Brett McGurk warns of 'consequences out of US control' if Kurds hold referendum

Negotiations were continuing to convince Iraq’s Kurdistan region leader Massoud Barzani to seek “an alternative”

Kurds celebrate to show their support for the upcoming September 25th independence referendum in Erbil, Iraq September 22, 2017. REUTERS/Ahmed Jadallah
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US special envoy in the anti-ISIL campaign Brett McGurk left no room for doubt that Washington opposes Kurdistan’s bid for independence in a referendum on Monday, saying that it holds enormous “risks” and could bring “consequences we [the US] don’t fully control”.

In a briefing with reporters on the sidelines of the United Nations General Assembly in New York on Friday, Mr McGurk said negotiations were continuing to convince Iraq’s Kurdistan region leader Massoud Barzani to seek “an alternative” for the referendum, which according to the senior US official “holds very high risks which the US cannot control”.

“There is a very good package on the table” Mr McGurk said, and the US is “in close contacts with leaders in the region who are very close friends and partners” to reach an alternative. Asked by The National on what are the consequences if such a referendum were to take place, Mr McGurk reiterated that there may be ramifications that “we don’t fully control.” In speaking about this issue, the US envoy twice referenced Donald Trump’s meeting with his Turkish counterpart Recep Tayyip Erdogan, a strong opponent of the referendum.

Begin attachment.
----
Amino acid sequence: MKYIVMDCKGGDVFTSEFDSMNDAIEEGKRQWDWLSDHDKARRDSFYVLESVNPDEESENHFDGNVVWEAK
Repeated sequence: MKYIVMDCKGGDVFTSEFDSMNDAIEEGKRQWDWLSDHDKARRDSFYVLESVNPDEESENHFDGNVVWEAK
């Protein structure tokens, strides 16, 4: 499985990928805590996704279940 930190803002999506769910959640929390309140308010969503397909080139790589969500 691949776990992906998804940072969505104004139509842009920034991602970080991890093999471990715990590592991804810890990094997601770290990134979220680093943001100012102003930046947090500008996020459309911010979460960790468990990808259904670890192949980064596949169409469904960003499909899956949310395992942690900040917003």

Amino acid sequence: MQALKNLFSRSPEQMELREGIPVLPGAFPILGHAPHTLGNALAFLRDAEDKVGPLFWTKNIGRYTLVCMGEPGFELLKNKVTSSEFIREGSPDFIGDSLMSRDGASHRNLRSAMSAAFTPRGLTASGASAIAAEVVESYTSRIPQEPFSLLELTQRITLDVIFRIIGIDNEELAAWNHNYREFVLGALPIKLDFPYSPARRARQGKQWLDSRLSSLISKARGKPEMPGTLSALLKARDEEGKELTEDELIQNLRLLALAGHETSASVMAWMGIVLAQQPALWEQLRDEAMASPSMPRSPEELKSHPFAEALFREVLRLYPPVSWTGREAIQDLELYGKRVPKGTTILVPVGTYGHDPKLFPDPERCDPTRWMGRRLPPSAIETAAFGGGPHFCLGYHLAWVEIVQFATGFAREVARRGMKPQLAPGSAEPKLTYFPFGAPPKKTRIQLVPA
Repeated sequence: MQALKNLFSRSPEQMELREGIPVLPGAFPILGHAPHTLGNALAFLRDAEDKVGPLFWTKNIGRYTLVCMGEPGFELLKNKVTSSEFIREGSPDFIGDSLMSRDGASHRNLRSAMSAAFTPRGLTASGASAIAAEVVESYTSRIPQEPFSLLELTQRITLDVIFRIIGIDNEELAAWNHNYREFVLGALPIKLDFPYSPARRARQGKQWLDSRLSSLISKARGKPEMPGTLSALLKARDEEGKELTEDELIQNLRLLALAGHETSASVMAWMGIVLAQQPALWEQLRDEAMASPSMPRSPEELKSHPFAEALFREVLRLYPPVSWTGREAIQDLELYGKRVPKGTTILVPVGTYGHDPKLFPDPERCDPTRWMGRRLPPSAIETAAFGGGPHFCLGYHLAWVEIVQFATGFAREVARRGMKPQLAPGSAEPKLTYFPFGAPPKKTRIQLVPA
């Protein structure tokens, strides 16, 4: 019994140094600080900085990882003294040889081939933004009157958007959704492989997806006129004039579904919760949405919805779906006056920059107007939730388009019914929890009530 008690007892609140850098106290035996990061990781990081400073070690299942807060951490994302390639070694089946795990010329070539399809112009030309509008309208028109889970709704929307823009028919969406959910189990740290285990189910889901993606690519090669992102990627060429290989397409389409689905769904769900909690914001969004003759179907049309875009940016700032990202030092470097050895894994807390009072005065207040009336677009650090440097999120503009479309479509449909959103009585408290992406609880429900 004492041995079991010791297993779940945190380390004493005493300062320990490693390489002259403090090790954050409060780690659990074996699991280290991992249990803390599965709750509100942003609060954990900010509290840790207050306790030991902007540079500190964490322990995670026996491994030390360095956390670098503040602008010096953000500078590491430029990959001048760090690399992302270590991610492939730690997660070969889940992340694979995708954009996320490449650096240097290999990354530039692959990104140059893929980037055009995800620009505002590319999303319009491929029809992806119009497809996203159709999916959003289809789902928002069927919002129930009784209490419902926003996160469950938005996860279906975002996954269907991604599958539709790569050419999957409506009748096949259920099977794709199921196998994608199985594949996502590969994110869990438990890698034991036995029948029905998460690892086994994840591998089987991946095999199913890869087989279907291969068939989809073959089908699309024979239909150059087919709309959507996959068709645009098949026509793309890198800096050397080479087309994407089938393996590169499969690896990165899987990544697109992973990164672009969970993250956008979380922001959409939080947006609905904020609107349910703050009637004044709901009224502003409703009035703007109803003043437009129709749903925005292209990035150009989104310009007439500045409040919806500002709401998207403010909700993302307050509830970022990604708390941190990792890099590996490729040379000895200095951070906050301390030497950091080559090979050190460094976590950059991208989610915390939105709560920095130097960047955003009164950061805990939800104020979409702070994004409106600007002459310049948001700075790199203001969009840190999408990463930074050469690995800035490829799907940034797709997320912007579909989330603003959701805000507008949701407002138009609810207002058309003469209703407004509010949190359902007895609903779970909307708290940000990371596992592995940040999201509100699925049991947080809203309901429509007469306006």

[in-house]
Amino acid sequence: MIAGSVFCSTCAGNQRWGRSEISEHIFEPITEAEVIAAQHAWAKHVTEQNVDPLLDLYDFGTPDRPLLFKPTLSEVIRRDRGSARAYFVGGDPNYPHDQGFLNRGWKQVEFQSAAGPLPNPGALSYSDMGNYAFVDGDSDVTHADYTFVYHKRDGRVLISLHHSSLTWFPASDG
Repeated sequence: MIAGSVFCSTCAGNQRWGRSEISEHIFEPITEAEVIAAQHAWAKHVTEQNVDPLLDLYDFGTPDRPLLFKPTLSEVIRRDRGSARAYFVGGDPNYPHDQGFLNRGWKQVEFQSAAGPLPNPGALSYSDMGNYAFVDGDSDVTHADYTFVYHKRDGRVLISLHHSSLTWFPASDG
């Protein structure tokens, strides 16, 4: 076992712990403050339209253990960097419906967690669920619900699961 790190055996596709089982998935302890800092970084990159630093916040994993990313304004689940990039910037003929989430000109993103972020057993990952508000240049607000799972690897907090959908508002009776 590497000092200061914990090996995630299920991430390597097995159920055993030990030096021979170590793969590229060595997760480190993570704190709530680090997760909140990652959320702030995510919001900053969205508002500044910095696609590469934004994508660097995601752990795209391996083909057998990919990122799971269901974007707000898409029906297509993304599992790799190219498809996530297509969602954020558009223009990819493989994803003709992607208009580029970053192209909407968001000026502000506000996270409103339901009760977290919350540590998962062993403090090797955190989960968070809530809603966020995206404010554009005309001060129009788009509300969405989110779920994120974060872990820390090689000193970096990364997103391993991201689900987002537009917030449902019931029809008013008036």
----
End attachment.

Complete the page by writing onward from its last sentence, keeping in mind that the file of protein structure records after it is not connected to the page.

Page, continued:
Despite US concerns about the Barzani plan, Mr McGurk offered an optimistic outlook on the fight against ISIL following a meeting for the global coalition in New York, headed by US secretary of state Rex Tillerson and attended by 24 member states.

In terms of numbers, Mr McGurk said 80,000 square kilometres have been liberated from ISIL in Syria and Iraq, and that 4 million Iraqis and 2.2 million Syrians no longer live under control of the extremist group. One third of that territory has been liberated since Mr Trump took office in January. After the liberation of Mosul, Mr McGurk said the US and the coalition “see an end in sight” in Raqqa, ISIL’s last stronghold. “We have to focus on getting ISIL out of Raqqa – in the last three neighborhoods, as soon as military phase concluded, we have 100 sites for de-mining identified” he said.

The US envoy sounded optimistic on the diplomatic front, and in speaking about the improvement in relations between Saudi Arabia and Iraq. “It’s a sea change” Mr McGurk said, echoing comments from Saudi Foreign minister Adel Jubeir and his Iraqi counterpart Ibrahim al-Jaafari in the meeting on rapprochement between Riyadh and Baghdad. “A lot of work to get to this point – they already opened one border crossing and close to opening another one and are operating direct flights” he said.

Economically, the Saudi-Iraqi thaw in relations “opens a commerce route into heart of the Red Sea – we are encouraged by it” said the envoy as well as its impact on Anbar province, and in addition to $1 billion commerce route from Amman to Baghdad that recently opened. “We are ensuring the route remains opened,” he said.

Mr McGurk announced that Kuwait will be hosting reconstruction conference for Iraq early next year while tying any reconstruction efforts in Syria to the political process.

The US envoy voiced high level of confidence in the Syrian Democratic Forces, saying “areas taken from ISIL [in Syria] will remain in local control” and that the population “prefers SDF to Assad forces.” He emphasised that talks with Russia involve deconfliction in these areas and that “both sides want to avoid accidents.”

In Mosul he said the focus is on “stabilisation” and that 97 per cent are back to East Mosul while the Western part of the city remains more difficult.

Mr McGurk saw better odds for stability in the anti-ISIL fight because of the new diplomatic arrangements in the region and the military advances on the ground. “We can not be fatigued” he said “we have to follow through.”